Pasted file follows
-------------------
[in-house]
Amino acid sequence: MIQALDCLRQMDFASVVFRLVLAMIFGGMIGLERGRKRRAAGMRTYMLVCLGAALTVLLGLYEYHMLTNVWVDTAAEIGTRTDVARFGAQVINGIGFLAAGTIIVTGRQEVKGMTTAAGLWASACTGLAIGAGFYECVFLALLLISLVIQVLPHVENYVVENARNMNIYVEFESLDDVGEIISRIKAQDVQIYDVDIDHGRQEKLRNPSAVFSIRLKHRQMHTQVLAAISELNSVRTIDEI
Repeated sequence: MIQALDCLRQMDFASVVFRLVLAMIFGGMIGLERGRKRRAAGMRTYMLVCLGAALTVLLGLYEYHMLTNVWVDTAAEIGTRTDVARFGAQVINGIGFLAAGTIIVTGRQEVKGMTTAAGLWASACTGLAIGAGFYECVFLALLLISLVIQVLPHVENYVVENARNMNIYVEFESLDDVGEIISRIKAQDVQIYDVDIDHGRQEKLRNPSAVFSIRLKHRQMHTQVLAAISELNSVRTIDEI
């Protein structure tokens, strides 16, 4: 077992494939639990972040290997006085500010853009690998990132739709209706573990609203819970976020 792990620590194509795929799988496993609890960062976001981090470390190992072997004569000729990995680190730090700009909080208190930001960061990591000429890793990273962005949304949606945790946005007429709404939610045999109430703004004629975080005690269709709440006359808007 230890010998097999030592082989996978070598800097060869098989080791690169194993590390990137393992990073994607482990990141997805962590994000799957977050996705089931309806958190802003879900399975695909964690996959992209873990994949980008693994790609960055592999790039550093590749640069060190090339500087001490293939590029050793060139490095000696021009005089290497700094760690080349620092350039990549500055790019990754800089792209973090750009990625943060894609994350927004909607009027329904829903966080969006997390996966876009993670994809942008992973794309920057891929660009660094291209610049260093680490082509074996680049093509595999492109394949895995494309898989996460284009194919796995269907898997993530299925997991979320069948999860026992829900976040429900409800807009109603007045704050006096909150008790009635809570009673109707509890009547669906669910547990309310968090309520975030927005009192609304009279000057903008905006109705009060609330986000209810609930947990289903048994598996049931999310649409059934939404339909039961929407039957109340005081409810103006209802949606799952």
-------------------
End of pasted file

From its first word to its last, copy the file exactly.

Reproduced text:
[in-house]
Amino acid sequence: MIQALDCLRQMDFASVVFRLVLAMIFGGMIGLERGRKRRAAGMRTYMLVCLGAALTVLLGLYEYHMLTNVWVDTAAEIGTRTDVARFGAQVINGIGFLAAGTIIVTGRQEVKGMTTAAGLWASACTGLAIGAGFYECVFLALLLISLVIQVLPHVENYVVENARNMNIYVEFESLDDVGEIISRIKAQDVQIYDVDIDHGRQEKLRNPSAVFSIRLKHRQMHTQVLAAISELNSVRTIDEI
Repeated sequence: MIQALDCLRQMDFASVVFRLVLAMIFGGMIGLERGRKRRAAGMRTYMLVCLGAALTVLLGLYEYHMLTNVWVDTAAEIGTRTDVARFGAQVINGIGFLAAGTIIVTGRQEVKGMTTAAGLWASACTGLAIGAGFYECVFLALLLISLVIQVLPHVENYVVENARNMNIYVEFESLDDVGEIISRIKAQDVQIYDVDIDHGRQEKLRNPSAVFSIRLKHRQMHTQVLAAISELNSVRTIDEI
């Protein structure tokens, strides 16, 4: 077992494939639990972040290997006085500010853009690998990132739709209706573990609203819970976020 792990620590194509795929799988496993609890960062976001981090470390190992072997004569000729990995680190730090700009909080208190930001960061990591000429890793990273962005949304949606945790946005007429709404939610045999109430703004004629975080005690269709709440006359808007 230890010998097999030592082989996978070598800097060869098989080791690169194993590390990137393992990073994607482990990141997805962590994000799957977050996705089931309806958190802003879900399975695909964690996959992209873990994949980008693994790609960055592999790039550093590749640069060190090339500087001490293939590029050793060139490095000696021009005089290497700094760690080349620092350039990549500055790019990754800089792209973090750009990625943060894609994350927004909607009027329904829903966080969006997390996966876009993670994809942008992973794309920057891929660009660094291209610049260093680490082509074996680049093509595999492109394949895995494309898989996460284009194919796995269907898997993530299925997991979320069948999860026992829900976040429900409800807009109603007045704050006096909150008790009635809570009673109707509890009547669906669910547990309310968090309520975030927005009192609304009279000057903008905006109705009060609330986000209810609930947990289903048994598996049931999310649409059934939404339909039961929407039957109340005081409810103006209802949606799952």